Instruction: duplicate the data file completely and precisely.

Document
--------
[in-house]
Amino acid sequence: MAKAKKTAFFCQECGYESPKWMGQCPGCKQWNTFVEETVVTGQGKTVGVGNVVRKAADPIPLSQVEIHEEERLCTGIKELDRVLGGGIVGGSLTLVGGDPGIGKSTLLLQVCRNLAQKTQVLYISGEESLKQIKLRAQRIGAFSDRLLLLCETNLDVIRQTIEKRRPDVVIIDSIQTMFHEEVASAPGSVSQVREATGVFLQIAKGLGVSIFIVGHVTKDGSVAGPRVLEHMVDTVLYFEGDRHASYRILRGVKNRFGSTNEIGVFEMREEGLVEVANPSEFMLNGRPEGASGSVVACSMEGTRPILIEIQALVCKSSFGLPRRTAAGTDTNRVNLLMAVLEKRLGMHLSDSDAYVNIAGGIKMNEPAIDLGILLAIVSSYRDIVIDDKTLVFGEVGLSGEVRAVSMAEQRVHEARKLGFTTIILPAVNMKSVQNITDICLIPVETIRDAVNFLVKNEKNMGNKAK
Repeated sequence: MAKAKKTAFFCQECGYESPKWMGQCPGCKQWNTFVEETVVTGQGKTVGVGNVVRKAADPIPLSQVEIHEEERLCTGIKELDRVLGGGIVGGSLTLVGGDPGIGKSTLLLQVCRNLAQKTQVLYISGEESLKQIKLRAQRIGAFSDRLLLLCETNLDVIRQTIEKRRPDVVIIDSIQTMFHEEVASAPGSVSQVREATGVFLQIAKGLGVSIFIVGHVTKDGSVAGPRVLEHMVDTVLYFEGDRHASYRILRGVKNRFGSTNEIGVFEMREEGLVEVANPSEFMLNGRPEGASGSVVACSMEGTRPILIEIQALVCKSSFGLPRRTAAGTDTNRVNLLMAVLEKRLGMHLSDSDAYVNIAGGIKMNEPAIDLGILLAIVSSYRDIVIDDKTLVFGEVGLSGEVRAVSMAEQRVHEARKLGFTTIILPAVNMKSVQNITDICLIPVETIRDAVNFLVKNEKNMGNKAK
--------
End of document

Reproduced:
[in-house]
Amino acid sequence: MAKAKKTAFFCQECGYESPKWMGQCPGCKQWNTFVEETVVTGQGKTVGVGNVVRKAADPIPLSQVEIHEEERLCTGIKELDRVLGGGIVGGSLTLVGGDPGIGKSTLLLQVCRNLAQKTQVLYISGEESLKQIKLRAQRIGAFSDRLLLLCETNLDVIRQTIEKRRPDVVIIDSIQTMFHEEVASAPGSVSQVREATGVFLQIAKGLGVSIFIVGHVTKDGSVAGPRVLEHMVDTVLYFEGDRHASYRILRGVKNRFGSTNEIGVFEMREEGLVEVANPSEFMLNGRPEGASGSVVACSMEGTRPILIEIQALVCKSSFGLPRRTAAGTDTNRVNLLMAVLEKRLGMHLSDSDAYVNIAGGIKMNEPAIDLGILLAIVSSYRDIVIDDKTLVFGEVGLSGEVRAVSMAEQRVHEARKLGFTTIILPAVNMKSVQNITDICLIPVETIRDAVNFLVKNEKNMGNKAK
Repeated sequence: MAKAKKTAFFCQECGYESPKWMGQCPGCKQWNTFVEETVVTGQGKTVGVGNVVRKAADPIPLSQVEIHEEERLCTGIKELDRVLGGGIVGGSLTLVGGDPGIGKSTLLLQVCRNLAQKTQVLYISGEESLKQIKLRAQRIGAFSDRLLLLCETNLDVIRQTIEKRRPDVVIIDSIQTMFHEEVASAPGSVSQVREATGVFLQIAKGLGVSIFIVGHVTKDGSVAGPRVLEHMVDTVLYFEGDRHASYRILRGVKNRFGSTNEIGVFEMREEGLVEVANPSEFMLNGRPEGASGSVVACSMEGTRPILIEIQALVCKSSFGLPRRTAAGTDTNRVNLLMAVLEKRLGMHLSDSDAYVNIAGGIKMNEPAIDLGILLAIVSSYRDIVIDDKTLVFGEVGLSGEVRAVSMAEQRVHEARKLGFTTIILPAVNMKSVQNITDICLIPVETIRDAVNFLVKNEKNMGNKAK